Since expense treatment is a limited-time exception, the NAIC requires additional disclosures in annual statement Note 1 for reporting entities electing the exception, including:
- The reporting entity is using the limited-time exception to recognize such amounts and the cumulative impact to the respective financial statement line items
- The monetary effect on revenue and expense
- If applicable, disclose that there would have been a risk-based capital (RBC) triggering event had the limited-time exception not been used
- Specific reasons the limited-time exception was elected
- The impact of electing the exception on the operating and other percentages in the Five Year Historical Exhibit
GAAP Reporting for Premium Refunds
GAAP insurance companies are accounting for the payments to policyholders based on the legal form of the payment and the language used in communications with regulators and policyholders, which may include a premium refund, an other underwriting expense or a policyholder dividend payment. GAAP entities should follow Accounting Standards Codification (ASC) 220-20 for presentation and disclosure of unusual and infrequently occurring items for premium refunds, rate reductions and dividend payments related to COVID-19, which requires either separate presentation in the statements of income, or disclosure of the nature and financial impact of the refund in the notes to the financial statements.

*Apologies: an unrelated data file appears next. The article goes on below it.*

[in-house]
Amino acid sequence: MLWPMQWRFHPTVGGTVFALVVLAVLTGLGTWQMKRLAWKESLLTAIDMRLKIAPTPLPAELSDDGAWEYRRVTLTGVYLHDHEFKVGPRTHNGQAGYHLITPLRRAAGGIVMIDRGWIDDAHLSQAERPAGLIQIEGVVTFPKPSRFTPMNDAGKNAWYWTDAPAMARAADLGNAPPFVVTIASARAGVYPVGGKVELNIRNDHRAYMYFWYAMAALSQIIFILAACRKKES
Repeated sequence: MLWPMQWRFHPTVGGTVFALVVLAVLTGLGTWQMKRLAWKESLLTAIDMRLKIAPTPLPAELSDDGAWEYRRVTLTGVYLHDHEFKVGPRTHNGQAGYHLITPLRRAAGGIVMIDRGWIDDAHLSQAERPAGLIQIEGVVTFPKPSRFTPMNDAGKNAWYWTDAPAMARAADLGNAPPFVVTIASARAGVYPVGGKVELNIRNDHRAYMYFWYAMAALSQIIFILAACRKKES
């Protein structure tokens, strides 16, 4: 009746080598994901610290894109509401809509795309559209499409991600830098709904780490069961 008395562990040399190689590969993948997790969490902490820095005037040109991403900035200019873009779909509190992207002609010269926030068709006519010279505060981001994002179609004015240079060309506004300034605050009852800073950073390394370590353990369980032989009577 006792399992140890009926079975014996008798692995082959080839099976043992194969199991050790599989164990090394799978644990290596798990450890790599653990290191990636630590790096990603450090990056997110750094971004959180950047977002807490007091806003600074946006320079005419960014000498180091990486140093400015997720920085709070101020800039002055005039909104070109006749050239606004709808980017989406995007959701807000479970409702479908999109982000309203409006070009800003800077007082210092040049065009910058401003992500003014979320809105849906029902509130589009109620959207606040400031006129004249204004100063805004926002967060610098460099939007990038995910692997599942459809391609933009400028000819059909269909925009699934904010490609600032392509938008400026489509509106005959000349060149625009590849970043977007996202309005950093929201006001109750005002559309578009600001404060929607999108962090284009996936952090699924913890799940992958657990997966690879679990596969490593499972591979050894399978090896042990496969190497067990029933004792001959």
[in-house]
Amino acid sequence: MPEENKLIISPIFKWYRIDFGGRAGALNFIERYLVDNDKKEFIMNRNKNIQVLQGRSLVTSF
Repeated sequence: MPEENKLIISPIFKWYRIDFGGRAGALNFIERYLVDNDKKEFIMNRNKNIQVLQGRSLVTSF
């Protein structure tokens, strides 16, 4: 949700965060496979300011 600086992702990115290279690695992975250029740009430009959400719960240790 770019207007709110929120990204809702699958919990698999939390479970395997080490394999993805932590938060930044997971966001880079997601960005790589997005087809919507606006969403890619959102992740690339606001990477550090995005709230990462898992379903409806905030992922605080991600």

Insurers that report on both the statutory and the GAAP basis should consider accounting for the payments consistently, thus not creating a statutory to GAAP difference in accounting. The general statutory disclosures may be used by GAAP reporting entities to satisfy the requirements in ASC 220-20, however, GAAP insurers do not need to incorporate the additional statutory disclosures for payments reported as an other underwriting expense.
Under both statutory and GAAP reporting, premium refunds and other payments to policyholders related to COVID-19 decreases in activity are considered to be unusual or infrequently occurring items. INT 20-08 seeks to promote consistent and transparent financial reporting through additional disclosures and reporting requirements and can serve as a starting point for GAAP disclosures. The interpretation expires January 1, 2021.
For additional details regarding the interpretation, please visit the NAIC website.
If you have any questions about this, contact the Johnson Lambert team.
This communication is intended to provide general information on COVID-19-related measures as of the date of this communication and may reference information from reputable sources. Although our firm has made every reasonable effort to ensure that the information provided is accurate, we make no warranties, expressed or implied, on the information provided. As COVID-19-related efforts are still ongoing, we expect that there may be additional guidance and clarification from regulators that may modify some of the provisions in this communication. Some of those modifications may be significant. As such, be aware that this is not a comprehensive analysis of the subject matter covered and is not intended to provide specific recommendations to you or your business with respect to the matters addressed.